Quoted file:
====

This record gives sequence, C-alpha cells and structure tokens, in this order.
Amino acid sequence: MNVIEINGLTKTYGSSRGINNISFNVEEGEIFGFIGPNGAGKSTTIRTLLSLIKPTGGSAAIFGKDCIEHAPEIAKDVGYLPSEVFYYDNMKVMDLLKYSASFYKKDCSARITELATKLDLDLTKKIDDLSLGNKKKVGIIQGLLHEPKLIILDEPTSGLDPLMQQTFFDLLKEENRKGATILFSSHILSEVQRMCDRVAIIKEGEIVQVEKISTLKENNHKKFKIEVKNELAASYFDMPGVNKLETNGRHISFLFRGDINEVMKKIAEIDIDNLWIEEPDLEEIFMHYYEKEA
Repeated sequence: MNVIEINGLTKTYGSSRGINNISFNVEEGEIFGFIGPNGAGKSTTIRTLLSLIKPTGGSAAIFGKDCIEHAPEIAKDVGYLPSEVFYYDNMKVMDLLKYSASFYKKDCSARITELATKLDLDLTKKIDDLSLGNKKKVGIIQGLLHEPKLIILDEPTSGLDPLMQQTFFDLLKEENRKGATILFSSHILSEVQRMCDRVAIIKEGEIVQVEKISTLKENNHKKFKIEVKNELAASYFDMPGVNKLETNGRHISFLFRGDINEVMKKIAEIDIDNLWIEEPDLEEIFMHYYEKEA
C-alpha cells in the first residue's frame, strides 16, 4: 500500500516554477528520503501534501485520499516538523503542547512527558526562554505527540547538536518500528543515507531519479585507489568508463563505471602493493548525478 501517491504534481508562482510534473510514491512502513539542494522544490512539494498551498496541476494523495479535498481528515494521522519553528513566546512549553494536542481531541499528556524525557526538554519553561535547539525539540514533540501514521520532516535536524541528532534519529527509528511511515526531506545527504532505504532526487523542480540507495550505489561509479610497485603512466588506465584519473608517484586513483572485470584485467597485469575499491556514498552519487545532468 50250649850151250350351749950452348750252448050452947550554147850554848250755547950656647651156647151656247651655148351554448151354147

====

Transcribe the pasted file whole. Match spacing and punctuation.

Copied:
This record gives sequence, C-alpha cells and structure tokens, in this order.
Amino acid sequence: MNVIEINGLTKTYGSSRGINNISFNVEEGEIFGFIGPNGAGKSTTIRTLLSLIKPTGGSAAIFGKDCIEHAPEIAKDVGYLPSEVFYYDNMKVMDLLKYSASFYKKDCSARITELATKLDLDLTKKIDDLSLGNKKKVGIIQGLLHEPKLIILDEPTSGLDPLMQQTFFDLLKEENRKGATILFSSHILSEVQRMCDRVAIIKEGEIVQVEKISTLKENNHKKFKIEVKNELAASYFDMPGVNKLETNGRHISFLFRGDINEVMKKIAEIDIDNLWIEEPDLEEIFMHYYEKEA
Repeated sequence: MNVIEINGLTKTYGSSRGINNISFNVEEGEIFGFIGPNGAGKSTTIRTLLSLIKPTGGSAAIFGKDCIEHAPEIAKDVGYLPSEVFYYDNMKVMDLLKYSASFYKKDCSARITELATKLDLDLTKKIDDLSLGNKKKVGIIQGLLHEPKLIILDEPTSGLDPLMQQTFFDLLKEENRKGATILFSSHILSEVQRMCDRVAIIKEGEIVQVEKISTLKENNHKKFKIEVKNELAASYFDMPGVNKLETNGRHISFLFRGDINEVMKKIAEIDIDNLWIEEPDLEEIFMHYYEKEA
C-alpha cells in the first residue's frame, strides 16, 4: 500500500516554477528520503501534501485520499516538523503542547512527558526562554505527540547538536518500528543515507531519479585507489568508463563505471602493493548525478 501517491504534481508562482510534473510514491512502513539542494522544490512539494498551498496541476494523495479535498481528515494521522519553528513566546512549553494536542481531541499528556524525557526538554519553561535547539525539540514533540501514521520532516535536524541528532534519529527509528511511515526531506545527504532505504532526487523542480540507495550505489561509479610497485603512466588506465584519473608517484586513483572485470584485467597485469575499491556514498552519487545532468 50250649850151250350351749950452348750252448050452947550554147850554848250755547950656647651156647151656247651655148351554448151354147